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Using a Computer Screen as a Mirror

I found your email address on a website about pencomputing and displays. I have been wondering for some time if it's possible to write software to make a "mirror" or reflective surface on a computer display. Do you know if it's possible? Has it been done? I would love to know more about this, as I think a widget [Ed: a small, specialized desktop application] would be very popular with those of us who work all day at a computer and hate to miss that piece of spinach in our teeth from lunch.
-- Christine Hollender

Technology Editor Geoff Walker answers:

Christine, the reflectivity of an LCD display's surface is a physical characteristic that isn't changeable through software. Many LCD displays include an anti-reflective (AR) coating intended to reduce the amount of light reflected from the display. In general, the more light that's reflected from the surface of a display, the lower contrast the image on the display appears. If you take a notebook screen outdoors into the sunshine, so much light is reflected from the screen that you can't see the image on the screen at all.

However, if you set all the pixels on the screen to black (or just turn off the screen) and take it into a brightly lighted area, even with AR there is still enough light reflected from the screen to allow seeing at least some of your own reflection. How clearly you can see your reflection depends on whether the LCD surface also has an anti-glare (AG) treatment. AG scatters any light reflected from the screen, making the reflection very fuzzy. Many of the very latest widescreen laptops don't have AG (they have "glossy" or "glare" screens), so the reflection from their screens is much clearer.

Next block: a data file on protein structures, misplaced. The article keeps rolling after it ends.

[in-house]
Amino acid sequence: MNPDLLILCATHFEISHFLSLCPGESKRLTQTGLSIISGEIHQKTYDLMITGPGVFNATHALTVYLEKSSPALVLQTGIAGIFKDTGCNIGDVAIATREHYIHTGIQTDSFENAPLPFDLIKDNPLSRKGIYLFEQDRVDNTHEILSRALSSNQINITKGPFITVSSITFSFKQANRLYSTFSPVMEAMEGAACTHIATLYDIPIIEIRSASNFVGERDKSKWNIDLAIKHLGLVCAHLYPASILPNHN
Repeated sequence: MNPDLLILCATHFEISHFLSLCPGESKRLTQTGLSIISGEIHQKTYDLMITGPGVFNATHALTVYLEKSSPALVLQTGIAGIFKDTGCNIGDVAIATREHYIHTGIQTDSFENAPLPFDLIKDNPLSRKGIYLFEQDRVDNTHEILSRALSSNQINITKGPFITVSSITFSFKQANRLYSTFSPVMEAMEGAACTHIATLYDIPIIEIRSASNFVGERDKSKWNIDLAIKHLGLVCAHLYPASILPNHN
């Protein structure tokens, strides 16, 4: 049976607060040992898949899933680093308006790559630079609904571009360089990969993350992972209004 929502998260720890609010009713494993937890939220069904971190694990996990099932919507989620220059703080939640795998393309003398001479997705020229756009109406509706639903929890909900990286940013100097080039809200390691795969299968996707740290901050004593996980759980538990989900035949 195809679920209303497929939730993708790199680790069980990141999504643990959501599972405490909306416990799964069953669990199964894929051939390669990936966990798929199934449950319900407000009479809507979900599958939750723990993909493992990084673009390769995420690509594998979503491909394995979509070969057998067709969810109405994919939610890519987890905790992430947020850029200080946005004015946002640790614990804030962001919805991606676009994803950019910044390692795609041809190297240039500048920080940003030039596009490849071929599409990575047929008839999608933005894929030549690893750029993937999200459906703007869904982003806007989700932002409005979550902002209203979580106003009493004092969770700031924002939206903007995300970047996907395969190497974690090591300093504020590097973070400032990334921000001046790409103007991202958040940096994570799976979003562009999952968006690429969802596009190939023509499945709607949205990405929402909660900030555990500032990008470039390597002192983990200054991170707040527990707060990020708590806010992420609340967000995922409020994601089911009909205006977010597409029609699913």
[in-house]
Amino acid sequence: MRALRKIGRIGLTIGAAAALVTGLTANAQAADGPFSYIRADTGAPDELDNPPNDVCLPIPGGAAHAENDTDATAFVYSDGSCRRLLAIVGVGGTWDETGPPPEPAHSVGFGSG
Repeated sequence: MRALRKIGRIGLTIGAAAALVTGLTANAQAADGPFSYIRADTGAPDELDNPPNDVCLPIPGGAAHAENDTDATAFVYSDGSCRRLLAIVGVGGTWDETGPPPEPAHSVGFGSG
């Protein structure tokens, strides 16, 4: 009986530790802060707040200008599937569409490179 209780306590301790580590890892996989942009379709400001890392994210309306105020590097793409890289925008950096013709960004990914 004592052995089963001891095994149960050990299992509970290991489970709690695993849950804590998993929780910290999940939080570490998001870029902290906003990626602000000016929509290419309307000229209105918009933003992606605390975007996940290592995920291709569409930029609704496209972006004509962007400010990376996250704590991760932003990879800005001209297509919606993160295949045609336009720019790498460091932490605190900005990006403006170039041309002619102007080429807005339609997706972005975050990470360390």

There is one exception to the above description, and that's reflective displays. These displays work by reflecting ambient light off a mirror layer behind the pixels. You can see yourself more clearly in these screens when the screen is off because they are designed to reflect more light. Transflective displays use a partial mirror behind the pixels, so the same effect happens with them, just not as strongly. Blackberry PDAs use transflective screens, and you can get a program for the Blackberry that allows the screen to be used as a flashlight (backlight on with white pixels) or a mirror (backlight off with black pixels).

It's possible to add a film to a cellphone or PDA LCD screen that increases light reflection from the surface such that it becomes more of a mirror when the screen is off. For two examples, click here and here. Note, however, the caution at the bottom of the second example's description - after you apply the film you can't use the device outdoors because the mirror effect obscures the screen!

It's also possible to use a different display technology such as OLED (Organic Light Emitting Diode) to solve your problem. A very bright, single-color emissive screen with a reflective top layer can act as a mirror when the screen is off, yet display messages clearly when the screen is on (as long as you aren't in sunlight). Click here for an example of a cellphone that does this. Finally, click here to see another clever but very simple and logical approach to solving your problem.

Based in Silicon Valley, Geoff Walker is Global Director of Product Management at Elo TouchSystems. Prior, he was a consultant with Walker Mobile, LLC ( Geoff has worked on the engineering and marketing of mobile computers since 1982 at GRiD Systems, Fujitsu Personal Systems (now Fujitsu Computer Systems) and Handspring. In addition to mobile computers, Geoff's areas of particular expertise include displays and digitizers.